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Software piracy: BSA walks the plank

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Internet Security Threat Report 2014

Letters We have a bulging sackful of letters this Friday for your reading pleasure, so let's get straight down to it with the BSA's claim that cutting software piracy would boost the UK economy. Well, it would say that, wouldn't it?

Funny how these "studies" always produce the results that the organization funding them wants them to produce.

I have funded a study of my own that clearly demonstrates Free Open Source Software, if used to replace all existing proprietary software packages from Business Software Alliance members, would increase employment in the IT sector by 10%, reduce stress-related employee absences by 30%, increase national tax revenues by 15 billion Euros/annum, and cause Steve Ballmer to explode with a force equal to 15 kilotons of TNT.

Amazing what you can "learn" by paying researchers to make up some numbers from whole cloth, isn't it?

Morely Dotes


"A 10 per cent reduction in the UK's software piracy rate would result in 34,000 new jobs, £11bn of economic growth and a £2.8bn increase in tax revenues, according to a study commissioned by the Business Software Alliance."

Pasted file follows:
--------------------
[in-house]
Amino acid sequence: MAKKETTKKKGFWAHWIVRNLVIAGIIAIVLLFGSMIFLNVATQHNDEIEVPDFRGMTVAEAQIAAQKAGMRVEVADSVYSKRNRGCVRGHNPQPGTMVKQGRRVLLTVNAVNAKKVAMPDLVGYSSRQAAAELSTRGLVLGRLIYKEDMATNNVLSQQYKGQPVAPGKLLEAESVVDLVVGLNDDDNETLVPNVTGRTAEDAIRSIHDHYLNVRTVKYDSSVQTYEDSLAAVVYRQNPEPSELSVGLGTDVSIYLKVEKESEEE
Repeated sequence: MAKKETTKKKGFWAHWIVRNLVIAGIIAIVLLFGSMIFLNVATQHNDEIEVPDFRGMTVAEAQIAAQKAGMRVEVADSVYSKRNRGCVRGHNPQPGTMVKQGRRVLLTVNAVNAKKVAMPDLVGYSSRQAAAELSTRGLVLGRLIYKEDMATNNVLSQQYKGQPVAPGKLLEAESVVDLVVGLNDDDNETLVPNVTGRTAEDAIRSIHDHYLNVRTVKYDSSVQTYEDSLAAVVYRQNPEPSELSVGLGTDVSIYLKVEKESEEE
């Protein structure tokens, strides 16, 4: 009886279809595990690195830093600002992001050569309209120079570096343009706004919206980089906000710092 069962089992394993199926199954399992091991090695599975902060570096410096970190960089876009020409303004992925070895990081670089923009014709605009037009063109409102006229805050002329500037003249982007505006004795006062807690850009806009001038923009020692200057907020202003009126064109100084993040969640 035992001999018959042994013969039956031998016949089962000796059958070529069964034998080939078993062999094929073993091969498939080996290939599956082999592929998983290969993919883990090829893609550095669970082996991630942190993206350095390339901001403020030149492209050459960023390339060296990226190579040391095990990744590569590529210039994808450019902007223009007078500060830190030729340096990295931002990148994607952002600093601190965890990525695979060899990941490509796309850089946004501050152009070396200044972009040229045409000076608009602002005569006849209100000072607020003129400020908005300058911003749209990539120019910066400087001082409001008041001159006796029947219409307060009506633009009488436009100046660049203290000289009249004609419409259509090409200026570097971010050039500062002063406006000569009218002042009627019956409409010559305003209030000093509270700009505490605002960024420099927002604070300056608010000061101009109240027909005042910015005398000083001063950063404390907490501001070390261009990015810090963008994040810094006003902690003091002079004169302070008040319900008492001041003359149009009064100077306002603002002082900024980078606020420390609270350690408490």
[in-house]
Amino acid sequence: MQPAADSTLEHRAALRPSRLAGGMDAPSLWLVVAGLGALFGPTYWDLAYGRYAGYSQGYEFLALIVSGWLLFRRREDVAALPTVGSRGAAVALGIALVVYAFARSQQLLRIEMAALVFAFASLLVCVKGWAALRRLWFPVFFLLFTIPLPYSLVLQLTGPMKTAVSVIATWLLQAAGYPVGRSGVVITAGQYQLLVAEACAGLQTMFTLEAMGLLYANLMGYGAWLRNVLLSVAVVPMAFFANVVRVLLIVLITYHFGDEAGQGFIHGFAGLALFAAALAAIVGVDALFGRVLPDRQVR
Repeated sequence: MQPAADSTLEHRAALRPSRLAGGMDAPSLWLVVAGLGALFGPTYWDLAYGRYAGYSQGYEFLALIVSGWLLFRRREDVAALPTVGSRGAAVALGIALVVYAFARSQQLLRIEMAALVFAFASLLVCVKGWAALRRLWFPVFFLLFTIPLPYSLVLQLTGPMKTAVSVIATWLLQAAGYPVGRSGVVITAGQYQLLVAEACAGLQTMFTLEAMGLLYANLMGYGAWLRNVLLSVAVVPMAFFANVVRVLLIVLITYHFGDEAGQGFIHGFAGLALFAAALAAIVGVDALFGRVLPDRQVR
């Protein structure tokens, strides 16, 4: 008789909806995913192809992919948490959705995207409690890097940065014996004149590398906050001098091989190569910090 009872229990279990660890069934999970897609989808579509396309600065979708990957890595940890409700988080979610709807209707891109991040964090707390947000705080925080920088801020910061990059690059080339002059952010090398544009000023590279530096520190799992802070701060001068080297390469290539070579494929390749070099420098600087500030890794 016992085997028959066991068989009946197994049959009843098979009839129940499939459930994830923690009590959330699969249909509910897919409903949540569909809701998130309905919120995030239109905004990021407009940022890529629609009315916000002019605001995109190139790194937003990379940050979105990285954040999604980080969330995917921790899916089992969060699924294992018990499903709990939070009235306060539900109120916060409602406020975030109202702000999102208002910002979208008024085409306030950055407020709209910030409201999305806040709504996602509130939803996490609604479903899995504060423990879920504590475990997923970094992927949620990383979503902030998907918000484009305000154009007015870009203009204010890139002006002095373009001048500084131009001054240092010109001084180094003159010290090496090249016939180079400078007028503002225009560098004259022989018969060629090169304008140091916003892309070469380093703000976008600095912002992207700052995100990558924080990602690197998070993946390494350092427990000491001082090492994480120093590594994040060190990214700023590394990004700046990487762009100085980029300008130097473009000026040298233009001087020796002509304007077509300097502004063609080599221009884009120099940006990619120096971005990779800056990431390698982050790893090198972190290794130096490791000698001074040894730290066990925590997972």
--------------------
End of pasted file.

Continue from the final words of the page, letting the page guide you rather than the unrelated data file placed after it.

My Maths may suck, but if a mere 10% can create £11bn and 34,000 new jobs then, getting all over it and solving the piracy problem once and for all, creates £110bn growth, £28bn in tax and 340,000 jobs

Not bad for an industry currently worth "£25.9bn in tax revenues. It is valued at £39.8bn"

It would appear that according to the BSA we're currently ripping off nearly three times as much as the industry is worth.

Please stop publishing this bulshit. Or at least if you are going to publish it, publish it with the respectful amount of investigation and analysis instead of just regurgitating the lobbyist junk.

Out of curiosity, why is it that the tax take now (according the the crap you published) is greater than 50% and yet if we eliminate piracy altogether the tax take is nearer 25%. Would it have anything to do with global monopolists avoiding tax by any chance?

Perhaps we should put these numbers to the revenue and see what they think.

Alan Drew


That's is a load of crap, even if only because of the question: where is that 11Bn going to come from? The 11Bn will be seen as a loss somewhere else. Net effect Zero.